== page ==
• Placement cost reduction for Children Looked After (£1,170,000) It is proposed to drive down costs of these important contracts for vulnerable children by 10%.
  • Reprocurement and contract management (£1,000,000) The council’s Community Equipment Service, providing home adaptations and equipment to disabled and older people and previously outsourced to Nottingham Rehab Supplies, is up for re-tender. Can £1,000,000 savings be squeezed from the contract without affecting the service or staff? How will savings be shared with the council’s partner to the contract, the NHS?
  • Reprocure waste (£4,250,000) It is proposed to make huge savings on the council’s contracts for delivering strategic waste and recycling activities, but no details are given.
  • Review of top contracts (£3,750,000) Again, huge savings are proposed to be made from a range of council contracts, but no details are given.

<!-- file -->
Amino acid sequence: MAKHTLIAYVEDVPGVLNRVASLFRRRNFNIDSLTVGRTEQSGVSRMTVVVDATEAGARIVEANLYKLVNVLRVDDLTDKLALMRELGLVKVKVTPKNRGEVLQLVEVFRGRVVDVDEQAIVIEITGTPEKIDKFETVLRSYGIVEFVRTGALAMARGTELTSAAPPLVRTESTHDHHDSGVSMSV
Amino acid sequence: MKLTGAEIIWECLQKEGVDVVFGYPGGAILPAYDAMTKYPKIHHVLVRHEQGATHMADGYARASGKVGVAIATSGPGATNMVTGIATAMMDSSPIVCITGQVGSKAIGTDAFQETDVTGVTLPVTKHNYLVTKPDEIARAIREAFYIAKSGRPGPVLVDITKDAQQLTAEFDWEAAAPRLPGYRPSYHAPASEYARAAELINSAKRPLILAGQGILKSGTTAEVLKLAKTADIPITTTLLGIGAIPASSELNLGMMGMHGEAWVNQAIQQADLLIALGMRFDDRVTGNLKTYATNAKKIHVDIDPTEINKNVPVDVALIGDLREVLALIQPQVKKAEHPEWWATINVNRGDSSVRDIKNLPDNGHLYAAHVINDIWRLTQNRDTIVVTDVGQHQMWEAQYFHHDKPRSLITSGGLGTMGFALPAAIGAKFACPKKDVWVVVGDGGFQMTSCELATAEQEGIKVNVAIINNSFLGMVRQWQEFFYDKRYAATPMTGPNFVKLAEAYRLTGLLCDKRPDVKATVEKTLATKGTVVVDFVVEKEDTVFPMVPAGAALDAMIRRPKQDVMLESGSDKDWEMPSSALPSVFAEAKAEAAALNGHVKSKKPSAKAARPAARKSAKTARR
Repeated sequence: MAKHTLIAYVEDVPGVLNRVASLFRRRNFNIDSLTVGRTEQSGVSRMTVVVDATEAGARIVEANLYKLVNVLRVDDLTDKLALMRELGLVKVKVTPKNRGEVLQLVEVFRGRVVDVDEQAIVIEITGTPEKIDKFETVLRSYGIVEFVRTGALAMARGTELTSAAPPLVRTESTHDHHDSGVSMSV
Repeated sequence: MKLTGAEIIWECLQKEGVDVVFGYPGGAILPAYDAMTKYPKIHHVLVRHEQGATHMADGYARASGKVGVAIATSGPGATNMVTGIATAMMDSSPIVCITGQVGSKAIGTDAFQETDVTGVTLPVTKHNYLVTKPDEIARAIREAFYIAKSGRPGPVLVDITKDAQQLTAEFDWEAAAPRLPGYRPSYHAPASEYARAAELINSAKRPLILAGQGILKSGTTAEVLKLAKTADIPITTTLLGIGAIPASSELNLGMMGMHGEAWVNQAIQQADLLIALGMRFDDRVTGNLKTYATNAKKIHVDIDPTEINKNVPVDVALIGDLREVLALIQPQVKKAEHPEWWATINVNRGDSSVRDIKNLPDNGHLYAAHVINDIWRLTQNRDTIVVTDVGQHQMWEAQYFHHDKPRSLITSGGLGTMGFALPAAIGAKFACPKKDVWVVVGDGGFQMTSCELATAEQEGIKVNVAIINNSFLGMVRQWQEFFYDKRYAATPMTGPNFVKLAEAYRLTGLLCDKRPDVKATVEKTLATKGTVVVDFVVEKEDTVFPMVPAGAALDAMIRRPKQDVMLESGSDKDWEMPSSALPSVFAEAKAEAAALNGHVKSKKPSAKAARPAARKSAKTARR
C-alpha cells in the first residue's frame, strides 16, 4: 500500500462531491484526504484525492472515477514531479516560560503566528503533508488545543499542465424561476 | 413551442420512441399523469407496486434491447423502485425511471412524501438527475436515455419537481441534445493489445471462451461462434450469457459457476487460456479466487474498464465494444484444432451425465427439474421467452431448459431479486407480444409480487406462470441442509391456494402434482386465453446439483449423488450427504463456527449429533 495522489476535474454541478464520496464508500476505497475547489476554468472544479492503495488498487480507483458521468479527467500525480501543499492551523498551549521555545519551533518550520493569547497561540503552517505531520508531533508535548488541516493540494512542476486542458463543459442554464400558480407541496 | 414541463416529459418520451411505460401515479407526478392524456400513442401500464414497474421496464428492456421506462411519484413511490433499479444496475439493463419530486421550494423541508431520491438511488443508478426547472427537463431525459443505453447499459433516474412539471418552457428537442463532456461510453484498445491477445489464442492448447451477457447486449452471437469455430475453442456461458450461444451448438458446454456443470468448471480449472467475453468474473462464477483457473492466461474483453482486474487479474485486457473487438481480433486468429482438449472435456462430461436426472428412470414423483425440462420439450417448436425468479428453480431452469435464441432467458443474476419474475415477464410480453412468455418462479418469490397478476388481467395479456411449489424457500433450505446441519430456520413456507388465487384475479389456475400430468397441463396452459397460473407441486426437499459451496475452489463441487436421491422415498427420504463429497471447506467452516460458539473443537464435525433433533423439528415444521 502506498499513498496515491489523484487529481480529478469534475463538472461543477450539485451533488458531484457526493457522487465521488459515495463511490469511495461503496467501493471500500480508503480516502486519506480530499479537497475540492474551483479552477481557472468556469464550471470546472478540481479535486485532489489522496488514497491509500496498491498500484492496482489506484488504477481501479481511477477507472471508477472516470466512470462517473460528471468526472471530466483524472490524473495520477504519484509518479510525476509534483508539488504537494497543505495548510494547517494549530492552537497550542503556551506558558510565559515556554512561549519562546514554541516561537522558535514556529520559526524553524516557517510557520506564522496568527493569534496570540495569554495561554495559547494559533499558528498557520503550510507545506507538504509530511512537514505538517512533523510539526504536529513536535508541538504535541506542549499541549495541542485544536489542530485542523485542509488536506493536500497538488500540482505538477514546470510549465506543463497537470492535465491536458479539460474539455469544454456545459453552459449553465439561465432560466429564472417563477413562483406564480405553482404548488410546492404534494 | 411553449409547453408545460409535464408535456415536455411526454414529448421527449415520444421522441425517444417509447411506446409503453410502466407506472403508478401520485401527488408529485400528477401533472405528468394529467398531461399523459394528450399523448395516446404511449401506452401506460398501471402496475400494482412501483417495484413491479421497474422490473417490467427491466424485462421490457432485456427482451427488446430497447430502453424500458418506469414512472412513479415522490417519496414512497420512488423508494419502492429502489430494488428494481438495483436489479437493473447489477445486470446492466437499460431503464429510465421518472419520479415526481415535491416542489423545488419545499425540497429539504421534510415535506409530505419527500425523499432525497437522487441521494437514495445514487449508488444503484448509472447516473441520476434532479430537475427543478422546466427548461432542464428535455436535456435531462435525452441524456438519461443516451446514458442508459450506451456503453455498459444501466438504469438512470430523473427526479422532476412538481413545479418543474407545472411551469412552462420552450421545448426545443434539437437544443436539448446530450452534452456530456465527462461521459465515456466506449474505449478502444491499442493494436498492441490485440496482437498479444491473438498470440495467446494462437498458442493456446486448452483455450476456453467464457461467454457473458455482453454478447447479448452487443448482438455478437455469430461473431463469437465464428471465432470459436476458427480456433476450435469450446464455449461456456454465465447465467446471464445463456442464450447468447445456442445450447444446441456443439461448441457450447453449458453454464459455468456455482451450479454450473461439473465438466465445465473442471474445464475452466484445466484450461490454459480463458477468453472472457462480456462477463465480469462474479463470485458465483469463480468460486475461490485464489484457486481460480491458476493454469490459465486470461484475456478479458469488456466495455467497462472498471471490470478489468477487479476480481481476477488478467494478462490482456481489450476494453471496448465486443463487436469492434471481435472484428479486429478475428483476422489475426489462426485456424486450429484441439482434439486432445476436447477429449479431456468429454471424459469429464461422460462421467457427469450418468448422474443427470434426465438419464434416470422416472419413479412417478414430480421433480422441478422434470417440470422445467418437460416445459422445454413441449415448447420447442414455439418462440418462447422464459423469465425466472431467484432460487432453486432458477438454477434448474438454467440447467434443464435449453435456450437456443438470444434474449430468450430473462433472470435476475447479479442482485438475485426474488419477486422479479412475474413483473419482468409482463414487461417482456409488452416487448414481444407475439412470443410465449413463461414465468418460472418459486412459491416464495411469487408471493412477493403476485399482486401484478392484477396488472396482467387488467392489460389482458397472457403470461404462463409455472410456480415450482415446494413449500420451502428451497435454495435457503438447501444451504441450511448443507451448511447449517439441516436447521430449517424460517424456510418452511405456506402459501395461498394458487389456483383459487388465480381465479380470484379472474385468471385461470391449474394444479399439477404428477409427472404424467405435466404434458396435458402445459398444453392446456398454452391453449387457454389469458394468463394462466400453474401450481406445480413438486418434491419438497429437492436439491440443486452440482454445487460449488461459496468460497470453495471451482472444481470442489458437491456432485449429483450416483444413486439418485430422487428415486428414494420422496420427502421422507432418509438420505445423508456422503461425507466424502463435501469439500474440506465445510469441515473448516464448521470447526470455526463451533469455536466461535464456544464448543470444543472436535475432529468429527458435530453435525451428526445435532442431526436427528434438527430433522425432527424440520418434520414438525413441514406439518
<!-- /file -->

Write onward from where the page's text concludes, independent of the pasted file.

1. Prevention:
  • Focus on prevention, in Health & Adult Social Care (£2,450,000) A focus on prevention is planned to provide £2.45million savings during 2015/16. No further information is available.
  • Focus on prevention (£6,310,000) Huge savings are earmarked by identifying ‘synergies’ and approaches to prevention in the new Care, Education and Wellbeing Directorate, but no detail is available whatsoever.